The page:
Sweden introduces “democracy clause” for arms exports

JANERIK HENRIKSSON

Swedish aerospace and defence company Saab AB Chief Executive Ake Svensson poses in front of a photo of the company's JAS-39 Gripen fighter jet during a press conference in Stockholm, Friday 20 October 2006. Saab said Friday that third-quarter profit rose 2.6 percent on strong sales and an order backlog of a record 52 billion kronor (US$7.07 billion; EUR5.6 billion).

Sweden introduces “democracy clause” for arms exports


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Sweden becomes the first country to set a “democracy clause” on its €1bn arms exports industry.

The government and the opposition have reached consensus over a law to prohibit arms sales to dictatorships with a substandard human rights record, Swedish Radio reported on Monday.

The “democracy clause” is expected to pass on Thursday, following an agreement between the government and the center-right opposition Alliance. The clause would outlaw sales to regimes such as Saudi Arabia, Oman, and the United Arab Emirates, where Swedish manufacturers have secured contracts in the past. Sales to such regimes may account for 20-25% of their sales, although exports are directed to the EU, Norway, South Korea, the United States, and Canada.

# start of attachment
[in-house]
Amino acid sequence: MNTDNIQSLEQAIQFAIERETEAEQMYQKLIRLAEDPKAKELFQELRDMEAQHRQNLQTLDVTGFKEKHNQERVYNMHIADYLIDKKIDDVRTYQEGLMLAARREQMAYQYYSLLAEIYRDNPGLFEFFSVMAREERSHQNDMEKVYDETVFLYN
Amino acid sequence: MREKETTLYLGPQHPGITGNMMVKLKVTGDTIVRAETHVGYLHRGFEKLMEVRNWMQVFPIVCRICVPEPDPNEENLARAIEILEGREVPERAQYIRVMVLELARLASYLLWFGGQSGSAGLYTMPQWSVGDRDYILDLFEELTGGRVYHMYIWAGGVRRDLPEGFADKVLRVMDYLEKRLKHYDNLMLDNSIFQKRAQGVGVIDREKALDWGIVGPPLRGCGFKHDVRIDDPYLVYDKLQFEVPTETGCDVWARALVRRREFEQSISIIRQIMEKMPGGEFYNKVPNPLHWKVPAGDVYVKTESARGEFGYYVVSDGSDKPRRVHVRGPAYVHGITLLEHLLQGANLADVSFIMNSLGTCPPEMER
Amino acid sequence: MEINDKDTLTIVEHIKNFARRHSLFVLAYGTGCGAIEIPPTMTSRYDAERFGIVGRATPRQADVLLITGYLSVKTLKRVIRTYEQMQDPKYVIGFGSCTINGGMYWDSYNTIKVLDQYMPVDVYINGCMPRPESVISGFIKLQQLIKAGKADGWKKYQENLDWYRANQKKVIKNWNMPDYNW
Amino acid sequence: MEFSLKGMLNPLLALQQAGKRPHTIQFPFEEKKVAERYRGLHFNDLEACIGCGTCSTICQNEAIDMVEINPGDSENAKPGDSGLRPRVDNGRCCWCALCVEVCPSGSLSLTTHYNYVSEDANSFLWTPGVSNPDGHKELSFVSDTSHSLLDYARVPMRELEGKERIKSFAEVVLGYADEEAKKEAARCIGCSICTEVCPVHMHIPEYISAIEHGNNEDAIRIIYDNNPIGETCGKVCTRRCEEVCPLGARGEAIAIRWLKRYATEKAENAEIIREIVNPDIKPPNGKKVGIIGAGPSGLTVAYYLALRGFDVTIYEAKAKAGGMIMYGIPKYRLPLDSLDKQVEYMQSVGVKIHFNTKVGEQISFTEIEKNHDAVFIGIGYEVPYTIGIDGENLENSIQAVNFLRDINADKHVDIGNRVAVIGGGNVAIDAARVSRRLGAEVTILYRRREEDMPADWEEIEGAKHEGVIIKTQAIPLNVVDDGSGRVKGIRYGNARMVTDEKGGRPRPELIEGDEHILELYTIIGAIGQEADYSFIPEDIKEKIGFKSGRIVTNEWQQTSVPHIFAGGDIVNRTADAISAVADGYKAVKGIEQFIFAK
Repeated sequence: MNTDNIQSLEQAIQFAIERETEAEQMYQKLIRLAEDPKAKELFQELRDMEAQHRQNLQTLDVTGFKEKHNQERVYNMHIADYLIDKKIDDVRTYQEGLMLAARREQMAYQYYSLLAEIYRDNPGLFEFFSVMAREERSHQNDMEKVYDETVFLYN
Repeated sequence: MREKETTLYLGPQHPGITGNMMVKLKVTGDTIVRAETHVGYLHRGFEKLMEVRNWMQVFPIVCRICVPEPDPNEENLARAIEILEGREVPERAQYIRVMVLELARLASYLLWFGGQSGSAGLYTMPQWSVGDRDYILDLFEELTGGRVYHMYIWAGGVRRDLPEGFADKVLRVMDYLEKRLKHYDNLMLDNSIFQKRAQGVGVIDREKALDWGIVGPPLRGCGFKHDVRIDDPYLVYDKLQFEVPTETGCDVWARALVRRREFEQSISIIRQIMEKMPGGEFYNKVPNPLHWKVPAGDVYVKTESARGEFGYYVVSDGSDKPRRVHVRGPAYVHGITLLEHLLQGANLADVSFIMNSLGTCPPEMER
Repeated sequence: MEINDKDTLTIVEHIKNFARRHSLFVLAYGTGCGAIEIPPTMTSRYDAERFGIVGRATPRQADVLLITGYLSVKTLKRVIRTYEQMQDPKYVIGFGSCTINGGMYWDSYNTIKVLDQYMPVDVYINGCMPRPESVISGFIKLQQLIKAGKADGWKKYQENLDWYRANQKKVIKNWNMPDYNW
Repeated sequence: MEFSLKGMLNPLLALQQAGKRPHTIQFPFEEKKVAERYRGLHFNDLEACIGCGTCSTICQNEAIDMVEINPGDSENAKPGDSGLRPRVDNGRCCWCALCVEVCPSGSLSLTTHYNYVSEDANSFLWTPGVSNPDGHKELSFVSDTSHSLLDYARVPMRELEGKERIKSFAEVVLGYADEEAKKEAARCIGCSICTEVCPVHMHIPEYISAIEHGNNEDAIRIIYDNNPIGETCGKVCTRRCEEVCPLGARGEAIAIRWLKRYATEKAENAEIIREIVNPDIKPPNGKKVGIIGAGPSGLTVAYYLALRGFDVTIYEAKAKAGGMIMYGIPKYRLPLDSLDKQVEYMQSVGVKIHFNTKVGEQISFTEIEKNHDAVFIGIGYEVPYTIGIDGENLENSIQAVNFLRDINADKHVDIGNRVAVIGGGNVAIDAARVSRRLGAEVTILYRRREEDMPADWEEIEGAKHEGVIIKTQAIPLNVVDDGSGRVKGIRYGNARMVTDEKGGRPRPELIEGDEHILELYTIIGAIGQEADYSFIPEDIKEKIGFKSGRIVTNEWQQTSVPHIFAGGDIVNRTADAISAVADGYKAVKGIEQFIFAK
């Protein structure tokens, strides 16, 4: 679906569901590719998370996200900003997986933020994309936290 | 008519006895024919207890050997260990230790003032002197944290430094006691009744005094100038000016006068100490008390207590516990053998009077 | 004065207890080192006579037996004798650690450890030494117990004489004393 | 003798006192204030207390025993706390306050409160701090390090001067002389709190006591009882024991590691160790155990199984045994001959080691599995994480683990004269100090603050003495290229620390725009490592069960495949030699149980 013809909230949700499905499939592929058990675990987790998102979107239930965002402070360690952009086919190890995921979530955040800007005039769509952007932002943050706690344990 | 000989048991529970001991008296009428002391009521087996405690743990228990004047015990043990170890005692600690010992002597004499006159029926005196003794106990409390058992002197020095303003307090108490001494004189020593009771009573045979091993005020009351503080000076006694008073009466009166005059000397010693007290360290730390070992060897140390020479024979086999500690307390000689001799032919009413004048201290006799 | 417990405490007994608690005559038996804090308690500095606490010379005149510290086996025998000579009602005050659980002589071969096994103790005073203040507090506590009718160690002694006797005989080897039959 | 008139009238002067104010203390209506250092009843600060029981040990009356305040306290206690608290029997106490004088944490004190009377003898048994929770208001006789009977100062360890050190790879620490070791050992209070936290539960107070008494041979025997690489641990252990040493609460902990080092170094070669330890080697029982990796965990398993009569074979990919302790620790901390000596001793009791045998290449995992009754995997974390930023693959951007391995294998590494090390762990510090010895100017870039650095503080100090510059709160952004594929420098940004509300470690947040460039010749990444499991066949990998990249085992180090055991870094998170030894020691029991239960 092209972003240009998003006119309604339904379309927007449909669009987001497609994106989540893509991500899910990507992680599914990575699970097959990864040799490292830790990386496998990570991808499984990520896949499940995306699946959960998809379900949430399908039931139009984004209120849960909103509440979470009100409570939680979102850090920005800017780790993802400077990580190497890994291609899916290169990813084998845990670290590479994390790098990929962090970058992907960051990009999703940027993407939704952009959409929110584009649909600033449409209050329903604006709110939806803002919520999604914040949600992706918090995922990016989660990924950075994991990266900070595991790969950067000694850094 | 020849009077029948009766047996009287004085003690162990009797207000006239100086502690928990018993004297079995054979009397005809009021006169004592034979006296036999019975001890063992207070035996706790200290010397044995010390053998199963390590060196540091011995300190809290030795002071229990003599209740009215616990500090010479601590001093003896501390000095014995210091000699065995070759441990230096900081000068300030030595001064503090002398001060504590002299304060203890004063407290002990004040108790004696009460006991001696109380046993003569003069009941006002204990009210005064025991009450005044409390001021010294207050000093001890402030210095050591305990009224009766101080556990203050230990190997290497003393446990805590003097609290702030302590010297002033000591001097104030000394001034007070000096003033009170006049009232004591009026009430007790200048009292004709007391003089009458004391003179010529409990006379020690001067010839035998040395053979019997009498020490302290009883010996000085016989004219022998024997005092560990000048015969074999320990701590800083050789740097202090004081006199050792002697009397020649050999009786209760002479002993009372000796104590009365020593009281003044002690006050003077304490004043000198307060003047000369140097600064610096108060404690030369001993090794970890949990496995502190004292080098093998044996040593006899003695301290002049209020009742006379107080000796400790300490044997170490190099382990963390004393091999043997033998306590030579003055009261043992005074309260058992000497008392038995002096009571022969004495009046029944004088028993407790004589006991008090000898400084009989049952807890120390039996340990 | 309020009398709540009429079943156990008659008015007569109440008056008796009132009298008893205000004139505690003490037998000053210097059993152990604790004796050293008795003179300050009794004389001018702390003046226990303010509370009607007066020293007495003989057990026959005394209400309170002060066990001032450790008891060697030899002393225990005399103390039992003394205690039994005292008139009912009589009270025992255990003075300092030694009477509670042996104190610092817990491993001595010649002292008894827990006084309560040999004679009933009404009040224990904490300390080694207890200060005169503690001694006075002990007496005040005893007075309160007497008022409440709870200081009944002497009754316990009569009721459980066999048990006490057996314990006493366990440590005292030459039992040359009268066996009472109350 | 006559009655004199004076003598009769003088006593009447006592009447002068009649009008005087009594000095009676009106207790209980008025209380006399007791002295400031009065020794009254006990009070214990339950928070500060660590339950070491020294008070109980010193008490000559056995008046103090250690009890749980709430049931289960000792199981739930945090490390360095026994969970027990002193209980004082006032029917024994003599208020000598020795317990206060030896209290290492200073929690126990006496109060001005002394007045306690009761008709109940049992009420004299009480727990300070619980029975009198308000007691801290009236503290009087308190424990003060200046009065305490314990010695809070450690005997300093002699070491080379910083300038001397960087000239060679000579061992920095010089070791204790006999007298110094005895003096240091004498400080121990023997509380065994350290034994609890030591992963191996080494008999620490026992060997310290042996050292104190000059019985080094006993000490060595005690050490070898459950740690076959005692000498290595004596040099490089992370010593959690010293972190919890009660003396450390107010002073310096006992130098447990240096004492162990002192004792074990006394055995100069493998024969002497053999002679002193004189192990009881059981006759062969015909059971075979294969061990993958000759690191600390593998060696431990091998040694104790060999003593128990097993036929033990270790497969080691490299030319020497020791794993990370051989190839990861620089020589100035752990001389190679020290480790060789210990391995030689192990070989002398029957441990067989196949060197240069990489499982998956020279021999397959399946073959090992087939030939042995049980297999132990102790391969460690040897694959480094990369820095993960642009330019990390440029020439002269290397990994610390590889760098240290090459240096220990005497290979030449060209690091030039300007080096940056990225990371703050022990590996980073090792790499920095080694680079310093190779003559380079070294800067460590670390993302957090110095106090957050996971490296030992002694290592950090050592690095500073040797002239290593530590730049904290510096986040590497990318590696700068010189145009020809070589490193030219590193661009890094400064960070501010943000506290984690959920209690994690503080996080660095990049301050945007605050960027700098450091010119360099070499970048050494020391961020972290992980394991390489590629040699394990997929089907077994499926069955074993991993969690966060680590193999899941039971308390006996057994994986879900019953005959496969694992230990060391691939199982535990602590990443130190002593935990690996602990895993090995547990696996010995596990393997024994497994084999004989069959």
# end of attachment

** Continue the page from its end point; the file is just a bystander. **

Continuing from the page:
The bill fulfills a programmatic agreement between the ruling Social Democrats and their junior coalition partners, the Green Party.

However, the opposition Christian Democrats expressed their disappointment Sweden the bill does not impose a flat ban on arms sales to dictatorships. But, the Moderate Party’s defense spokesman, Hans Wallmark, expressed his satisfaction for a law that will not totally undermine Sweden’s defense industry.

The President of Saab, Håkan Buskhe, has warned that the “democracy clause, could mean that the company moves some of its production abroad while warning that fewer exports could raise the cost of production for the Swedish armed forces.

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